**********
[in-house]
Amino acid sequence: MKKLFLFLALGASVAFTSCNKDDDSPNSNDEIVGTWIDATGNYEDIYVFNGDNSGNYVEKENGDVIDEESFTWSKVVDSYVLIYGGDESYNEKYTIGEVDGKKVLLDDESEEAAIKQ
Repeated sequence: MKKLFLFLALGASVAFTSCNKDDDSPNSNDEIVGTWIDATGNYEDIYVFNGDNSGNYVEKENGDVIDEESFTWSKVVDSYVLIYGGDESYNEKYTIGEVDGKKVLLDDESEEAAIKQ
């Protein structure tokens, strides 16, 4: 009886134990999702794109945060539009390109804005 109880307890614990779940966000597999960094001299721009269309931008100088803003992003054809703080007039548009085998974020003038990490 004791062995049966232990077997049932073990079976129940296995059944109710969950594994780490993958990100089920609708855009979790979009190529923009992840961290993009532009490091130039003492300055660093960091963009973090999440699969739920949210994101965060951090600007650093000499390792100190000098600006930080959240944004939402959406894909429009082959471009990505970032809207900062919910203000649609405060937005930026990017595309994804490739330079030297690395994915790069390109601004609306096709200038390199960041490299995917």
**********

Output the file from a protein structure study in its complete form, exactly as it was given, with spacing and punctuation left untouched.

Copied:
[in-house]
Amino acid sequence: MKKLFLFLALGASVAFTSCNKDDDSPNSNDEIVGTWIDATGNYEDIYVFNGDNSGNYVEKENGDVIDEESFTWSKVVDSYVLIYGGDESYNEKYTIGEVDGKKVLLDDESEEAAIKQ
Repeated sequence: MKKLFLFLALGASVAFTSCNKDDDSPNSNDEIVGTWIDATGNYEDIYVFNGDNSGNYVEKENGDVIDEESFTWSKVVDSYVLIYGGDESYNEKYTIGEVDGKKVLLDDESEEAAIKQ
């Protein structure tokens, strides 16, 4: 009886134990999702794109945060539009390109804005 109880307890614990779940966000597999960094001299721009269309931008100088803003992003054809703080007039548009085998974020003038990490 004791062995049966232990077997049932073990079976129940296995059944109710969950594994780490993958990100089920609708855009979790979009190529923009992840961290993009532009490091130039003492300055660093960091963009973090999440699969739920949210994101965060951090600007650093000499390792100190000098600006930080959240944004939402959406894909429009082959471009990505970032809207900062919910203000649609405060937005930026990017595309994804490739330079030297690395994915790069390109601004609306096709200038390199960041490299995917």